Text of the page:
and powered by "any one person (such as the ordinary domestic servant)", who would have the task of compressing a bellows-like contraption to suck up dust through a removable, flexible pipe, to which a variety of shaped nozzles could be attached. This was arguably the first domestic vacuumcleaning device to resemble the modern vacuum cleaner. Hermann Bogenschild German immigrant engineer Hermann Bogenschild filed a patent in 1906 for a mechanical "dust removing apparatus". He had emigrated from Berlin to Milwaukee in 1892. Bogenschild's device was mounted on wheels for portability and its motor was connected to a hose and filter system. James Murray Spangler In 1907, James Murray Spangler, a janitor from Canton, Ohio, invented the first practical, portable vacuum cleaner. Crucially, in addition to suction that used an electric fan, a box, and one of his wife's pillowcases, Spangler's design incorporated a rotating brush to loosen debris. Unable to produce the design himself due to lack of funding, he sold the patent in 1908 to William Henry Hoover who had Spangler's machine redesigned with a steel casing, casters, and attachments. Subsequent innovations included the first disposal filter bags in the 1920s and the first upright vacuum cleaner in 1926. Hoover Spangler patented his rotating-brush design June 2, 1908, and eventually sold the idea to his cousin's husband, Hoover. He was looking for a new product to sell, as the leather goods produced by his 'Hoover Harness and Leather Goods' company were becoming obsolete, because of the invention of the automobile. In the United States and other countries, the Hoover Company remains one of the leading manufacturers of household goods, including vacuum cleaners; and Hoover became very wealthy from the invention. Indeed, in Britain the name Hoover became synonymous with


the vacuum cleaner so much, so that one "hoovers one's carpets". Initially called 'The Electric Suction Sweeper Company' - their first vacuum was the 1908 Model O, which sold for $60.


Fig 2.14Hoover Constellation of 1960 Hoover is also notable for an unusual vacuum cleaner, the Hoover Constellation, which is a cylinder type but lacks wheels. Instead, the vacuum cleaner floats on its exhaust, operating as a hovercraft, although this is not true of the earliest models. They had a swivel top hose with the intention being that the user would place the unit in the center of the room, and work around the cleaner. Introduced in 1952, they are collectible, and are easily identified by the spherical shape of the housing. They tended to be loud, had poor cleaning power, and could not float over carpets. However, they remain an interesting machine; restored, they work well in homes with lots of hardwood floors.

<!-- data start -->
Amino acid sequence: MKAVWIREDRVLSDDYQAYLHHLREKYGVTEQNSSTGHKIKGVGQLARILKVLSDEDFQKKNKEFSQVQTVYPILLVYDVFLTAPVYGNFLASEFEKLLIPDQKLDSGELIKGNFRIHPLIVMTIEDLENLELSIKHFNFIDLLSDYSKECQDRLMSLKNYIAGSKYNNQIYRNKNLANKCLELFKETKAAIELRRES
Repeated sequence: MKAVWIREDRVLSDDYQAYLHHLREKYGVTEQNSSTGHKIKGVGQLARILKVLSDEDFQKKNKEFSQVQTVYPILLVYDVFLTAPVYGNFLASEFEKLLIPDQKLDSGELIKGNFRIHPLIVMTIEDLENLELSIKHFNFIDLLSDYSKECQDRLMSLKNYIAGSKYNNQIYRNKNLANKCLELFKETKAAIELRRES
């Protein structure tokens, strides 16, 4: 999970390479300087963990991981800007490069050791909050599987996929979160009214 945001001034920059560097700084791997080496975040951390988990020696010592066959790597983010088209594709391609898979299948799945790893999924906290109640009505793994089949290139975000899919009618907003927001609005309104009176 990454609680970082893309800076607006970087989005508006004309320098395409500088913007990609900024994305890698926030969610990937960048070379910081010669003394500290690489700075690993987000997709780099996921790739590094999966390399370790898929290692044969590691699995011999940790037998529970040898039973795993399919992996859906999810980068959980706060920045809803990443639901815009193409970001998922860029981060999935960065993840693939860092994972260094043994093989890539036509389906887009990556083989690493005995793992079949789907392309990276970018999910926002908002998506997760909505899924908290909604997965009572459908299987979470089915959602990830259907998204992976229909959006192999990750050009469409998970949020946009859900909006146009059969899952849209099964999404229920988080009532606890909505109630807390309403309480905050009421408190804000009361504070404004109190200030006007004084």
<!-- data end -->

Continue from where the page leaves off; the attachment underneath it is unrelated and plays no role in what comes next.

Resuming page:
The Constellations were changed and updated over the years until discontinued in 1975. These Constellations route all of the exhaust under the vacuum using a different airfoil. The updated design is quiet even by modern standards, particularly on carpet as it muffles the sound. These models float on carpet or bare flooralthough on hard flooring, the exhaust air tends to scatter any fluff or debris around. Hoover has now re-released an updated version of this later model Constellation in the US (model # S3341 in Pearl White and # S3345 in stainless steel). Changes include a HEPA filtration bag, a 12 amp motor; a suction turbine powered rotating brush floor head, and a redesigned version of the handle, which tended to break. This same model was marketed in the UK under the Maytag brand as the Satellite because of licensing restrictions. The 5.2 amp motor on older US units provides respectable suction but they all lack a motorized brush head. Therefore, they generally work better on hard floors or short pile rugs. Old units take Hoover type J paper bags but the slightly smaller type S allergen filtration bags can be easily trimmed to fit the retaining notches on the old vacuums. Replacement motors are still available from Hoover US for some models. Hoover made another hovering vacuum cleaner model called the Celebrity in 1973. It has a flattened "flying saucer" shape. Hoover added wheels to it to make it a conventional cylinder model after a brief run as a hovering vacuum. It uses "Type H" bags. Nilfisk In 1910, P.A. Fisker patented a vacuum cleaner using a name based on the companys telegram addressNilfisk. It was the first electric vacuum cleaner in Europe. His design weighed just 17.5 kg and could be operated by a single person. The company Fisker and Nielsen was formed just a few years before. Today the Nilfisk vacuums are delivered by Nilfisk-Advance.